Get Your Recruiter to Fight FOR You Instead of WITH You

Get Your Recruiter to Fight FOR You Instead of WITH You | RYD

There are great recruiters and horrendous recruiters. There are recruiters who will hustle for you any day, any time to help you land a great opportunity and there are recruiters who will lie, misrepresent, and waste your time. Unfortunately, it’s up to you find the good ones and you will find that they can be your biggest cheerleader who will open doors you didn’t even imagine…but it takes some effort on your part, too. So, how do you build a strong relationship with your recruiter and create an advocate for yourself?

Be present

From the moment you connect with a recruiter, you need to show them that you are in the game. We are evaluating you from our first communication – your professionalism, interpersonal skills, communication skills. If you are lackadaisical in your response or our conversation about yourself and the position, we’ll probably take a pass because we question your interest level.

When you receive a call, text, or email from us, respond! If we ask for additional materials (resume revisions, thank you notes for clients, etc.), give us a realistic timeline and then deliver. Being present throughout the process demonstrates interest and reliability. These are musts if you want us to fight for you.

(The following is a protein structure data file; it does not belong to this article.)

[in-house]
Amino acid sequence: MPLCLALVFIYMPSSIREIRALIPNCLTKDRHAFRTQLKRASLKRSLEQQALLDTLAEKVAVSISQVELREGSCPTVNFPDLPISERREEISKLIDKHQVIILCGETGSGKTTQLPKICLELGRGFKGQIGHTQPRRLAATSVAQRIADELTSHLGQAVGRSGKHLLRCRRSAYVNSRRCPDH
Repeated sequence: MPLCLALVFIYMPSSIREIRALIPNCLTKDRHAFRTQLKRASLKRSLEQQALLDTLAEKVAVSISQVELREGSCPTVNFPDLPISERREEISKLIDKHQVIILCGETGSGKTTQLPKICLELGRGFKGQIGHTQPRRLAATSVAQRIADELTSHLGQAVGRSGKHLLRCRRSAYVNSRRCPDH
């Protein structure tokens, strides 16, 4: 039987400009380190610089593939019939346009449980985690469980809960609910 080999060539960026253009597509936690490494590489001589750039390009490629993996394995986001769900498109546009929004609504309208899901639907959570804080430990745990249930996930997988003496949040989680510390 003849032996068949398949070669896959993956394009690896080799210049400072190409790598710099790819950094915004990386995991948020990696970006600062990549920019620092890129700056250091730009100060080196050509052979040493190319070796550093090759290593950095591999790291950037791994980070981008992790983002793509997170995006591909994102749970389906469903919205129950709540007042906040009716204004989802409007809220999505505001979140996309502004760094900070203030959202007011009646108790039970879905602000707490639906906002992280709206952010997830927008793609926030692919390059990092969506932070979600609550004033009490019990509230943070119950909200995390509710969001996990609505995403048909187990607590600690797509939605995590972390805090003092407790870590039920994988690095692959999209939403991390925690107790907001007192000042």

Help us help you

Realize that if you’ve found a good recruiter, we want to help you. It’s the squeals of joy when we tell someone they’re getting an offer for their dream job that drive us, and nothing makes us happier than a candidate who is thrilled about their new career and a client that is gaining a tremendous asset.

So if we ask you for additional details or resume revisions, it’s with your best interest in mind. If we give you advice for attire or interview technique, follow it...we know the client. If we volunteer to do mock interviews with you, take us up on the offer!!

Be honest 

If you’ve found a good recruiter, they will be honest with you about everything. Return the favor. Not totally sold on the position? Tell us and tell us why. Have a spouse who might hold up accepting an offer or relocating? Tell us. Have other interviews going on and offers coming down the pipe? TELL US! The more we know, the better we can manage the situation before it becomes a situation.

Realize we’re people, too

Recruiters, no matter how good they may be, are human. We will occasionally drop the ball or have to reschedule. We have families at home whom we’d like to spend time with. Try to be understanding when we apologize profusely for missing something (I promise, we’re kicking ourselves harder than you ever could). And no matter your schedule, please don’t demand that we make ourselves available during evenings and weekends. If you politely explain extenuating circumstances that prevent you from speaking during normal business hours (including lunch), we will offer to make ourselves available during the evening or weekend with no ill will. Just treat us like people, because, well, we are.

We’re ready to be in your corner.